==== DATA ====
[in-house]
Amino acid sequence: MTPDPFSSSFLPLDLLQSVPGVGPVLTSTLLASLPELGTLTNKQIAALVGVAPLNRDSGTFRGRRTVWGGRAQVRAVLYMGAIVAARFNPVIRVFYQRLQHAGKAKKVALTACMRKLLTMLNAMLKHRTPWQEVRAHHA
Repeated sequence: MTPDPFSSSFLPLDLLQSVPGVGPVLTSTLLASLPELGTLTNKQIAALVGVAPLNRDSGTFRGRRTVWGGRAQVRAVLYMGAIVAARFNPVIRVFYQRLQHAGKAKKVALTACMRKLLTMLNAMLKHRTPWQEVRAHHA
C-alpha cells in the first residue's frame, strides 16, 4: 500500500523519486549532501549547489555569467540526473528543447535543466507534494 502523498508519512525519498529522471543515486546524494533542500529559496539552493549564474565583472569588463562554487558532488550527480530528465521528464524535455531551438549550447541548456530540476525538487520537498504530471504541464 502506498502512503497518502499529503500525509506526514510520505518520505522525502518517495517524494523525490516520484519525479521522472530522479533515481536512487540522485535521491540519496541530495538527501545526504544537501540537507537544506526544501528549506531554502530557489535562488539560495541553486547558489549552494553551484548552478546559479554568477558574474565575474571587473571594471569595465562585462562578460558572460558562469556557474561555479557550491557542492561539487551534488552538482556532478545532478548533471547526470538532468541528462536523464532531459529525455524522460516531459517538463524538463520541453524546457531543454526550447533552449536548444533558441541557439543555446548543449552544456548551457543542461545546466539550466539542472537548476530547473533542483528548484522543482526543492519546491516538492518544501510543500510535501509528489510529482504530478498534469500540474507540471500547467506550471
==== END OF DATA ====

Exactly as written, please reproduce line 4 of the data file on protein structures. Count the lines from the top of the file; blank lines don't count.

C-alpha cells in the first residue's frame, strides 16, 4: 500500500523519486549532501549547489555569467540526473528543447535543466507534494 502523498508519512525519498529522471543515486546524494533542500529559496539552493549564474565583472569588463562554487558532488550527480530528465521528464524535455531551438549550447541548456530540476525538487520537498504530471504541464 502506498502512503497518502499529503500525509506526514510520505518520505522525502518517495517524494523525490516520484519525479521522472530522479533515481536512487540522485535521491540519496541530495538527501545526504544537501540537507537544506526544501528549506531554502530557489535562488539560495541553486547558489549552494553551484548552478546559479554568477558574474565575474571587473571594471569595465562585462562578460558572460558562469556557474561555479557550491557542492561539487551534488552538482556532478545532478548533471547526470538532468541528462536523464532531459529525455524522460516531459517538463524538463520541453524546457531543454526550447533552449536548444533558441541557439543555446548543449552544456548551457543542461545546466539550466539542472537548476530547473533542483528548484522543482526543492519546491516538492518544501510543500510535501509528489510529482504530478498534469500540474507540471500547467506550471